• Cold weather limits U.S. exports to Europe
  • Russian exports also down
  • Uncertainty remains over Colombian January exports

LONDON, Dec 10 (Reuters) - European physical coal pricesrose on Tuesday as Atlantic supplies tightened on the back oflower U.S. shipments and concerns over Colombian exportdisruptions from January.

Coal prices for delivery in January into Europe’s main portsof Amsterdam, Rotterdam and Antwerp (ARA) had a mid-value of$87.25 a tonne on Tuesday afternoon, $0.65 above Monday’ssettlement.

The firmer physical market has also lifted coal futures,with API2 2014 contracts rising to $83.20 a tonne, their highestsince late October.

The price rises resulted from a drop in U.S. coal exports toEurope as cold weather in North America lifted demand and U.S.gas prices, making coal more competitive for U.S. powergeneration.

Coal has had trouble competing with gas in U.S. powergeneration as a shale exploration boom pulled down domestic gasprices in recent years, forcing U.S. coal miners to seek newbuyers abroad, including in Europe.

But cold weather and a broad industrial switch from coal togas has tightened the domestic gas market, lifting NorthAmerican spot gas prices to six-month highs over $4.25 permillion British thermal units.

“The proportion of coal-fired power generation had fallenfrom almost 45 percent in 2010 to 37.4 percent last year due tothe previously low gas prices. Its proportion is growing againnow, however, and is likely to reach 40 percent again nextyear,” Commerzbank said in a research note on Tuesday.

Traders said reports of lower Russian coal production hadalso supported European coal prices.

Russia produced 315 million tonnes of coal in the first 11months of 2013, some 1.9 percent less than in the same period of2012.

Uncertainty also prevailed regarding new ship-loading rulesin Colombia that come into force in January and oblige allexporters to switch from manual to automatic loading.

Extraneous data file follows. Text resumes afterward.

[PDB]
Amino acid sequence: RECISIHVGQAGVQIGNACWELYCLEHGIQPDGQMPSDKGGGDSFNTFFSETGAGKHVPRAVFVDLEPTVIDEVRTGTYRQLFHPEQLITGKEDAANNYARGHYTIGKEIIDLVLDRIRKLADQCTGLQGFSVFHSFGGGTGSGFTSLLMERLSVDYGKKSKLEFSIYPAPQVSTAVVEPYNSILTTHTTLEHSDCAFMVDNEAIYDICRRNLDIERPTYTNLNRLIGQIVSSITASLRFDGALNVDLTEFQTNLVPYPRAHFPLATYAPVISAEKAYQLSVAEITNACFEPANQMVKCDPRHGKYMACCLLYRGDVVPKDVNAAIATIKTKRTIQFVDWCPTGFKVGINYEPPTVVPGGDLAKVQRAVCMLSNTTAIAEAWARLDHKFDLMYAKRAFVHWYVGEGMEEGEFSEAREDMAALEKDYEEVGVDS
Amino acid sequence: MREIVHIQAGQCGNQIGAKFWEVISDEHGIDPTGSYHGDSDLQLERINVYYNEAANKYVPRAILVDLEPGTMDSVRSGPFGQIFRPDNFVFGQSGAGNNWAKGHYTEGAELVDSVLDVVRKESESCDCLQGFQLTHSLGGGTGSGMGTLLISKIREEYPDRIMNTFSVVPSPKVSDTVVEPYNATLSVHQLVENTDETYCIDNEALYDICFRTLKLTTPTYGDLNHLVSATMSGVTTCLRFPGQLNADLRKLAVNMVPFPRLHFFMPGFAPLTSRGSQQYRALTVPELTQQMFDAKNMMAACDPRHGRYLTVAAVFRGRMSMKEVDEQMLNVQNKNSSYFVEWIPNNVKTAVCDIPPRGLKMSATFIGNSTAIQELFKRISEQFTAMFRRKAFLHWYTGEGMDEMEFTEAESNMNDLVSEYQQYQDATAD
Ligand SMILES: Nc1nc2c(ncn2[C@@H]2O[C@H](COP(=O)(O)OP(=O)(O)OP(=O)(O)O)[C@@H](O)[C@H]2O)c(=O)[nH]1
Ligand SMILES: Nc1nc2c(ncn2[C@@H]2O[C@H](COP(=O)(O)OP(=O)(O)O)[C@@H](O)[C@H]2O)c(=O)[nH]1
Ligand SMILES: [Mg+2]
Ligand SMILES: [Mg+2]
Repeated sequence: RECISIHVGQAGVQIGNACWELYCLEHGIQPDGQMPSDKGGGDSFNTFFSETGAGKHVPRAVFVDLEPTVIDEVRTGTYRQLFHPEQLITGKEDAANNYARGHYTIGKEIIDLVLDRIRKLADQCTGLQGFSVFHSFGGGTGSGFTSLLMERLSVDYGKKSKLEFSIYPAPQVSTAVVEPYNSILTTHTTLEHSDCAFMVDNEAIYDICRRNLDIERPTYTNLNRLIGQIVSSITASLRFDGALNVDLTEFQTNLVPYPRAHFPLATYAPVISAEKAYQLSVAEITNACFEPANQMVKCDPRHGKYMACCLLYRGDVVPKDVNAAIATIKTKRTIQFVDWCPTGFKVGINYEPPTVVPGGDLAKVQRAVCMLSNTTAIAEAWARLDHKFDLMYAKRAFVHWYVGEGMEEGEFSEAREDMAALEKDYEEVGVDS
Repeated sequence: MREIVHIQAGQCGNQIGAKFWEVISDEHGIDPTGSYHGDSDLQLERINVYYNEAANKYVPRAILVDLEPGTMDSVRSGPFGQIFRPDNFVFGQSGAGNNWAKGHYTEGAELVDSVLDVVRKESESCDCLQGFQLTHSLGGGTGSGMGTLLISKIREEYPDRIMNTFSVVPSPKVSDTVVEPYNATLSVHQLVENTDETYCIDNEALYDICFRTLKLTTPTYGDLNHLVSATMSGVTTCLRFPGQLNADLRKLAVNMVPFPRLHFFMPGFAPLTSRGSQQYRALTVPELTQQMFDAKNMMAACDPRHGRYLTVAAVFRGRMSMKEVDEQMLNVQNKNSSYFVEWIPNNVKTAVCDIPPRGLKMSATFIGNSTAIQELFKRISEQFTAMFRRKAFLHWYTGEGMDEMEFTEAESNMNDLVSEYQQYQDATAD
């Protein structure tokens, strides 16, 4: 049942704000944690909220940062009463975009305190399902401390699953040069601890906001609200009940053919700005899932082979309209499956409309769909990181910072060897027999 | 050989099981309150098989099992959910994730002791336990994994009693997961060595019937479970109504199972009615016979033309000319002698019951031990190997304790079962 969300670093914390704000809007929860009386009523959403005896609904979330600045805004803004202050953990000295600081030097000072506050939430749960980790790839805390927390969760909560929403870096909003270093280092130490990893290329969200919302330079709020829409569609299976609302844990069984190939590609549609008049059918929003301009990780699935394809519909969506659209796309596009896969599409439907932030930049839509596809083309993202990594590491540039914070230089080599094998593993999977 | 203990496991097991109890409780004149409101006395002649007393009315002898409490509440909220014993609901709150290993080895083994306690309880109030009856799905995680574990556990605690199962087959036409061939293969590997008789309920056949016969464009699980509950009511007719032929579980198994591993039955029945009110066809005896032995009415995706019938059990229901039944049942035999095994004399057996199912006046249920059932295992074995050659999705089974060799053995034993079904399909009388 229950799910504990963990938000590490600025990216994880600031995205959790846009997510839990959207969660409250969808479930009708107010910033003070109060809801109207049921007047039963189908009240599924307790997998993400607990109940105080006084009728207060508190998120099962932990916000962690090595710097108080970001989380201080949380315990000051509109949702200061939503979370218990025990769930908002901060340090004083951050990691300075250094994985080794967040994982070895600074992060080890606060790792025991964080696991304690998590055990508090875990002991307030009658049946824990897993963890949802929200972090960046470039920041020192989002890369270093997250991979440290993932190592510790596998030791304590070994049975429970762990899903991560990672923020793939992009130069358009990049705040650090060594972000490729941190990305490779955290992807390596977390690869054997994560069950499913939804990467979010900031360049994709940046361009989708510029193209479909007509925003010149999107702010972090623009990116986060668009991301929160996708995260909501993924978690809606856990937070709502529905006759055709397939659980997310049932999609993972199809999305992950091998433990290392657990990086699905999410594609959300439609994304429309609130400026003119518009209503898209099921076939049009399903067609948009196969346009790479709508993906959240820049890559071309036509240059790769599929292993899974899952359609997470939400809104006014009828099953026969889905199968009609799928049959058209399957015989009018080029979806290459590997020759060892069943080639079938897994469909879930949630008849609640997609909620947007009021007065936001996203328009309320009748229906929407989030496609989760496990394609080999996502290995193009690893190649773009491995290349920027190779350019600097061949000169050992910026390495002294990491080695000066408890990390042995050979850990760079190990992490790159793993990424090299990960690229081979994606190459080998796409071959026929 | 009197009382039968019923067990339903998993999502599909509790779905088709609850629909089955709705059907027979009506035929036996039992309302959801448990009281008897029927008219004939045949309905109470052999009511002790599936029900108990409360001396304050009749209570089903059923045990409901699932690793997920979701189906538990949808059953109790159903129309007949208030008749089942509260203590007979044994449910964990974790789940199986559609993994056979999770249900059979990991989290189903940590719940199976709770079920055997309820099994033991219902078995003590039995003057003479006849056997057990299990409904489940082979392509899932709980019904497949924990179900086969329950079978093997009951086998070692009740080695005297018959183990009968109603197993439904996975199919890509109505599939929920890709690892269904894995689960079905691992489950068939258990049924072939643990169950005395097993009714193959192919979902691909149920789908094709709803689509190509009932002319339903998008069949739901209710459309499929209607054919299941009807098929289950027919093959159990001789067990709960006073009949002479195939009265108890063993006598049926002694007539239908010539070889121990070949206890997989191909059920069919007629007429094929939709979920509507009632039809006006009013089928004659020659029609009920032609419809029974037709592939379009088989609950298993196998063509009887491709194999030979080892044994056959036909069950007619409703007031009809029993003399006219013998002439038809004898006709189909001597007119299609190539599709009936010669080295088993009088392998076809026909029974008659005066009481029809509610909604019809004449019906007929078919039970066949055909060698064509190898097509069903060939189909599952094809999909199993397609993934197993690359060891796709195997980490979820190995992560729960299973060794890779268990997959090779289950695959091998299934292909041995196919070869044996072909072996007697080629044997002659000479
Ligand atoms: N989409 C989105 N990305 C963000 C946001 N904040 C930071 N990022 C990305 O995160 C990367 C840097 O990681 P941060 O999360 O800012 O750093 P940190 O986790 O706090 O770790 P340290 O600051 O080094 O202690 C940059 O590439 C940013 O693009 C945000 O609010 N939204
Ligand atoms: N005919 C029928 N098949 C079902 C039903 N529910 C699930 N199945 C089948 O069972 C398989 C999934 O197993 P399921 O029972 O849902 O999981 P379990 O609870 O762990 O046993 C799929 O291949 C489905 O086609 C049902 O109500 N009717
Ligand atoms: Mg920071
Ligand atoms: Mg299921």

Colombia’s second-biggest coal miner, Drummond, as well assome smaller miners, are believed to be behind schedule inadapting their systems.

But they were in talks with the government over a compromisethat would avoid having to halt exports if automation is not inplace by Jan. 1, mining and trading sources said.

“The Colombian government will go into Christmas shutdownsoon, so if some form of compromise is to be found, it’ll haveto be this week in order for it to be implemented in time,“another coal analyst said.

The Colombian government has said it is seeking ways toenable miners to continue exporting coal even if they have notswitched to automated loading by Jan. 1.

Colombian coal export targets fell short of expectationsthis year due to the cumulative effect of strikes and rebelgroups’ bomb attacks on coal railway lines.

Sources say the government is keen to see a good start forexports in 2014, which is also an election year.


Despite the current price rises, analysts said the overallcoal market remained weak, with no significant price gains seenbefore the second half of 2014.

Commerzbank said it saw demand rising in Europe and Asia,but added that coal output would also remain strong, cappingpotential price increases.

“The impact of increased demand on the price should belimited, however, as supply looks set to be plentiful. The coalprice is only likely to rise to $90 per tonne again in thesecond half of the year (2014),” the bank said.

Societe Generale said in November that it did not expectcoal prices to rise before late 2014 but added that moresustained price increases could be expected in 2015 as Asiandemand picks up.